Kerekes: Yes, Virginia, CWRU does have varsity sports

Eddie Kerekes, Sports Editor

If you were to ask a random Case Western Reserve University student about the school’s athletics programs, they would probably be very confused. “We have varsity sports?” they might ask, giving you the facial expression of anyone trying to take an organic chemistry exam.

Yes, CWRU does have varsity teams, 17 in fact. A grand total of 471 student-athletes are on rosters for those teams, almost 10 percent of the undergraduate population.

Another student response might be to question how good the teams really are. A small engineering school known for making geek chic can’t possibly have good sports teams. Especially one in a city known for sports failure.

Yet the opposite is true. Did you know the football team started their season with nine straight victories? Or the men’s tennis team is ranked as the No. 8 team in the country? Or the baseball team earned a trip to the NCAA championship at the end of last season? Or that third-year cross country runner Sam Merriman finished 21st at the NCAA meet, earning All-American status? Or even that, just this past weekend, third-year thrower Cassandra Laios won the University Athletic Association title in both the weight throw and shot put?

Probably not.

If you didn’t know, it is also likely that you didn’t show up to any games. For the eight sports that tabulate attendance, the average number of people at a Spartans home game is 347. Excluding football (1,706 spectators per home game) that average plummets to 152. It’s also safe to assume that a sizeable percentage of those home crowds are parents. And, since many of the universities the Spartans face are located close to Cleveland, parents of opponents are also included. Thus, the average number of CWRU students at games is probably in the double digits.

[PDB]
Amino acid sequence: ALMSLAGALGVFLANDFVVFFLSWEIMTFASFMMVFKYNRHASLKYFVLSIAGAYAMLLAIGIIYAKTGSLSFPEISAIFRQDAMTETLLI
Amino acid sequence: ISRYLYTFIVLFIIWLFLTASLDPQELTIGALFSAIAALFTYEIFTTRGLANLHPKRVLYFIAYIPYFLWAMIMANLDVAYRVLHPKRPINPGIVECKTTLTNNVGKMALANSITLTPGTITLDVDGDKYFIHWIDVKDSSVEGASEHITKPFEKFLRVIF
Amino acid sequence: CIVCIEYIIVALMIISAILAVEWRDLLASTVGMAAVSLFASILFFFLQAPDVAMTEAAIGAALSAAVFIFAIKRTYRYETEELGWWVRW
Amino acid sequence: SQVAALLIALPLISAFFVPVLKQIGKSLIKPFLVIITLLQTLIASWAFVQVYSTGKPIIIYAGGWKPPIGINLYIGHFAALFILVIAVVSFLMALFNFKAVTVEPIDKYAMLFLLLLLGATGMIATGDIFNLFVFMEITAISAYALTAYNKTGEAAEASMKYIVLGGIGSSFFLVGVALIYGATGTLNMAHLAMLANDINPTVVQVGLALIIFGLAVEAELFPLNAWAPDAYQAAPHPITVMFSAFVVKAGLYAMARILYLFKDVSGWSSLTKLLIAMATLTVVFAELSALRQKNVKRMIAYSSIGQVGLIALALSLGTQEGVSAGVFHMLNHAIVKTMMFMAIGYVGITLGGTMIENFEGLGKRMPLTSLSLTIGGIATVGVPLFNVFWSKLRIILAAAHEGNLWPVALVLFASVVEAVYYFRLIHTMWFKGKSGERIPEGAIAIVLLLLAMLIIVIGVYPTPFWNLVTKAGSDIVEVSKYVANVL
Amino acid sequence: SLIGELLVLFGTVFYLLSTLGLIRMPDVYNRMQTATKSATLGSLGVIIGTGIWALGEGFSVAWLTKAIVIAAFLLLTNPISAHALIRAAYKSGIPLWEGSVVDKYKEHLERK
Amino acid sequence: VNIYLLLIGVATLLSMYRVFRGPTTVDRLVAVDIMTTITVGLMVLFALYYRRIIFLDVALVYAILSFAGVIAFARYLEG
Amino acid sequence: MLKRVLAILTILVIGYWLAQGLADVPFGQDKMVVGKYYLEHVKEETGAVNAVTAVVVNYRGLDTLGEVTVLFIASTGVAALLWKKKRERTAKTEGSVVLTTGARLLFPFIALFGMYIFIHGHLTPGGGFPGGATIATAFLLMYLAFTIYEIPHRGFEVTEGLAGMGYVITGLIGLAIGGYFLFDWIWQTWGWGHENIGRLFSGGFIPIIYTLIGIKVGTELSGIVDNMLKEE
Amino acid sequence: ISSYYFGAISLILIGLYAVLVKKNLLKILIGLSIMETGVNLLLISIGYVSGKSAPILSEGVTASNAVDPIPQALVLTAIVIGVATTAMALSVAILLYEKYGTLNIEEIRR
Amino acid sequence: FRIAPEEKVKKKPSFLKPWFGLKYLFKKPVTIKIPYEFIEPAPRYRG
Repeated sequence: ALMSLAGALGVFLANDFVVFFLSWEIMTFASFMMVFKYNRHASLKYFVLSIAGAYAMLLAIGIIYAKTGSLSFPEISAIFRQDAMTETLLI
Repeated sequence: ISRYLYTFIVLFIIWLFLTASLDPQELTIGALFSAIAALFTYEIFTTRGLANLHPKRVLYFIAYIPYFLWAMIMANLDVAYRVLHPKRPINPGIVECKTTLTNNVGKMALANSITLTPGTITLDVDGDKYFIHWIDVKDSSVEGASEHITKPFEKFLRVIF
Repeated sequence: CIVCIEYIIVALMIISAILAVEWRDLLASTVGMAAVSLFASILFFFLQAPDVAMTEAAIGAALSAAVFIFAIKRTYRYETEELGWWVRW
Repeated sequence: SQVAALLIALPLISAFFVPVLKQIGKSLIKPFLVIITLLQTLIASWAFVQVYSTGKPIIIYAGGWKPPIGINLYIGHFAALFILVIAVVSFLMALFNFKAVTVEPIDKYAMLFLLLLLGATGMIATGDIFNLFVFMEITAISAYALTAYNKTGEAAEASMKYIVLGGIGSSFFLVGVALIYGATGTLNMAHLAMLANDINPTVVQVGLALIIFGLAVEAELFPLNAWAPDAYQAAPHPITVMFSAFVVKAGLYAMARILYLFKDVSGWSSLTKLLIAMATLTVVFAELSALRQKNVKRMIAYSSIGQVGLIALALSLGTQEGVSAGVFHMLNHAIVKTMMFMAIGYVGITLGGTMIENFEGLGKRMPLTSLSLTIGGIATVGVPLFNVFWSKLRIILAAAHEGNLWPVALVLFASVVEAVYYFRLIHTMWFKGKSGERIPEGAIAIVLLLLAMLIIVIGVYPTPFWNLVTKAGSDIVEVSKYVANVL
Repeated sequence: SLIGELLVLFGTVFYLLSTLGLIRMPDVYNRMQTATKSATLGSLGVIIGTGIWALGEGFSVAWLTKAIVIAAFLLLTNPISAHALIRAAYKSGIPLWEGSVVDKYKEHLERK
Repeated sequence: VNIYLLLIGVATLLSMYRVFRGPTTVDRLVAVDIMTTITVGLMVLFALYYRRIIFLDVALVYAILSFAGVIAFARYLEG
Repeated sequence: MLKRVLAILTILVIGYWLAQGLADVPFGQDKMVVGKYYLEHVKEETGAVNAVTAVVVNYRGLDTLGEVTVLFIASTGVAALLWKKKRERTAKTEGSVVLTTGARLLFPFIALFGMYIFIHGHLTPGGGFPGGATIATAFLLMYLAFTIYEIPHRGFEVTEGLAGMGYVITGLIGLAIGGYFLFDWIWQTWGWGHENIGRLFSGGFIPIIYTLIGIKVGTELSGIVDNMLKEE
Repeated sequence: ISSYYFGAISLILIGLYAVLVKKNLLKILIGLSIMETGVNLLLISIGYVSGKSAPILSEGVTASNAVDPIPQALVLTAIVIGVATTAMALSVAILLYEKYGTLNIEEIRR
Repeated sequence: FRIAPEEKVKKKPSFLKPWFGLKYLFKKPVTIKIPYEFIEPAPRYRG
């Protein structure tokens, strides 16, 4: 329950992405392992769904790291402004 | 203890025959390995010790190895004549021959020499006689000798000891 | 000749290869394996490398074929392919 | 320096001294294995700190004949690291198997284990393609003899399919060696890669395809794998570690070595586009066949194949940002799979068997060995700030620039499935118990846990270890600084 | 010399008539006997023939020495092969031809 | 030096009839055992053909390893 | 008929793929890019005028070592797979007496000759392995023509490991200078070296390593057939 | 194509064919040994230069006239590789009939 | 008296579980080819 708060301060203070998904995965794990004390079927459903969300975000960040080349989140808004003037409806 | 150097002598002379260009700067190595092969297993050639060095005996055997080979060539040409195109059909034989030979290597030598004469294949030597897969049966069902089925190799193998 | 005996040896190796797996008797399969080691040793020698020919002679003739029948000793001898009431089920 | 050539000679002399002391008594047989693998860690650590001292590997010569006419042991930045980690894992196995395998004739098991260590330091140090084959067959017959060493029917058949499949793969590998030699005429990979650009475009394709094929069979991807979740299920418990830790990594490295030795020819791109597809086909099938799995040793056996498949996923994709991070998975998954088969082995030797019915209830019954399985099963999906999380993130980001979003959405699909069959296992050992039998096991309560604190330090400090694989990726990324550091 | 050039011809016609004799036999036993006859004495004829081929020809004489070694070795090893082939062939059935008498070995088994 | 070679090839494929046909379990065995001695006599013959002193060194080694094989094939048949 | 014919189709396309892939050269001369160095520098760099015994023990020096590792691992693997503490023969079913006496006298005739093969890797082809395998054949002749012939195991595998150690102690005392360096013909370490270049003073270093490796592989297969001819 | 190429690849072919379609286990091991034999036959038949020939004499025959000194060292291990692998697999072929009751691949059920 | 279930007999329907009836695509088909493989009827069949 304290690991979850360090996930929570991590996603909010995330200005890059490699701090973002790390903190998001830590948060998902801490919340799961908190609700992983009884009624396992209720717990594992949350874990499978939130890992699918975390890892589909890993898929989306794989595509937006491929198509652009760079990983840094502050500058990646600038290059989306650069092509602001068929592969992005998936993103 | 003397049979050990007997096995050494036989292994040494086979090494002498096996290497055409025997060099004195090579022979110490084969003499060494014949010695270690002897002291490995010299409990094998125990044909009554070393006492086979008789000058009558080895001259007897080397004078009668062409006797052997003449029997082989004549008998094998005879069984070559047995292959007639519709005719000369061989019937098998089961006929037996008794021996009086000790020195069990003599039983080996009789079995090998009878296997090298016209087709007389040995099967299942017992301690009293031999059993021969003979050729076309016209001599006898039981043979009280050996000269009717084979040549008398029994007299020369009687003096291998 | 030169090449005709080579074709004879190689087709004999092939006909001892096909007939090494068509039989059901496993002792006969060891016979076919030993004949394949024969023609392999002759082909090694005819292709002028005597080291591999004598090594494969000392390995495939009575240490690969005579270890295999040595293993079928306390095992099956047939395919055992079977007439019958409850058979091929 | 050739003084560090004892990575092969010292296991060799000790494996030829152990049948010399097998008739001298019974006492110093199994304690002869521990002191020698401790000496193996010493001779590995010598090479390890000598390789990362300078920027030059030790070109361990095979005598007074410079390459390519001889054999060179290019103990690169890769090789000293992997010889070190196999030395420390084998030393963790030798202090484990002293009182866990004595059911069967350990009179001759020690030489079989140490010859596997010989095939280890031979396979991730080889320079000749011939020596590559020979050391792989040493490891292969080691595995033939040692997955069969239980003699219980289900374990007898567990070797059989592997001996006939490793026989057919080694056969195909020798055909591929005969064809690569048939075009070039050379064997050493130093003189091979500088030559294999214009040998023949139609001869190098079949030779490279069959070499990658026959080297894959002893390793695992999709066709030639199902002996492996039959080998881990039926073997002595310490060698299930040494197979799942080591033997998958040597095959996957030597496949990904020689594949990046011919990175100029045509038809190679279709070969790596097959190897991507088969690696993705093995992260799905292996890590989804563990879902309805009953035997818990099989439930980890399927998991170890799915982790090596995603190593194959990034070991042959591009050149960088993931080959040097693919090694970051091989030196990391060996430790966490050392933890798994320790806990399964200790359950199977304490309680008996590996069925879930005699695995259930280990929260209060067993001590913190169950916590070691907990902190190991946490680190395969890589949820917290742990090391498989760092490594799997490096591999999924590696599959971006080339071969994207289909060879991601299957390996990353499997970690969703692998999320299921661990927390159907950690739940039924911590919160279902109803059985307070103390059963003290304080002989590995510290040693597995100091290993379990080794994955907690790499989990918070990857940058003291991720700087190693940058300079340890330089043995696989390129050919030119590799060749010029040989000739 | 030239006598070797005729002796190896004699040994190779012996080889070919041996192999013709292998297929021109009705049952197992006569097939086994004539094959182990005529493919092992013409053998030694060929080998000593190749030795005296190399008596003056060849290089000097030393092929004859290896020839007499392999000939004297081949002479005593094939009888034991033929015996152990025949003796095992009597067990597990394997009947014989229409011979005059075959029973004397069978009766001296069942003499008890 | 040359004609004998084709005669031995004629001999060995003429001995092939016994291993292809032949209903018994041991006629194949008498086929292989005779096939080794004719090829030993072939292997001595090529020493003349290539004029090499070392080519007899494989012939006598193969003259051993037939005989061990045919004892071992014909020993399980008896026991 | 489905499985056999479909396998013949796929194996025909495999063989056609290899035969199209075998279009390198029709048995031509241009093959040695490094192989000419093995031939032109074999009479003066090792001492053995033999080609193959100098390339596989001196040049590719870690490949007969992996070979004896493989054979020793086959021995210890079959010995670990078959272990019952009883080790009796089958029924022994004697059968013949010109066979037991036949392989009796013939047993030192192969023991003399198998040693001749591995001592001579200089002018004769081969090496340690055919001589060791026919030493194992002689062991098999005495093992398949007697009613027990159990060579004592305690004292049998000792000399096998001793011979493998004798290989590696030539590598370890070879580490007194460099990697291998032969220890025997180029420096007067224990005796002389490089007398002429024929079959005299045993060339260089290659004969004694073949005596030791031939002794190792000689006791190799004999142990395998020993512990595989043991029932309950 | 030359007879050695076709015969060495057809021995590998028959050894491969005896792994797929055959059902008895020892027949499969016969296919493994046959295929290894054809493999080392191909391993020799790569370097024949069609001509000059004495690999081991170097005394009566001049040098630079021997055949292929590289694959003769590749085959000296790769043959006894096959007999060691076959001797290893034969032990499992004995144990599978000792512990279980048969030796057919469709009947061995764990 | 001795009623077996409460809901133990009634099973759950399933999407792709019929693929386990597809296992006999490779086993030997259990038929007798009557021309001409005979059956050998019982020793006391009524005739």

The sports that do not count attendance are more than likely the least popular among students, and are unlikely to garner a large crowd. Those include tennis, swimming and diving, track and field, cross country and wrestling. However, it’s in those sports, particularly tennis, that Spartans students shine the most.

A lack of school spirit has been a problem for CWRU for a while now. And I don’t blame students for not attending games that last multiple hours when they have other, more important commitments like research, jobs or exams.

However, I do blame them for not being aware of what is going on.

Shockingly, CWRU sports teams actually do really well. Every year since 1998, the school has produced at least one All-American. And when Spartan athletes do well, the whole university does well. There’s a reason “CWRU” is on all of the team’s jerseys: The athletes are competing for the school.

One of these days, a CWRU team is going to win another national championship. Perhaps then the student body will begin to recognize that the university teams do indeed exist and are good at what they do. And maybe, just maybe, more students will respond with pride instead of confusion.  
Eddie Kerekes is a second-year chemical engineering student and also serves as The Observer’s Sports Editor.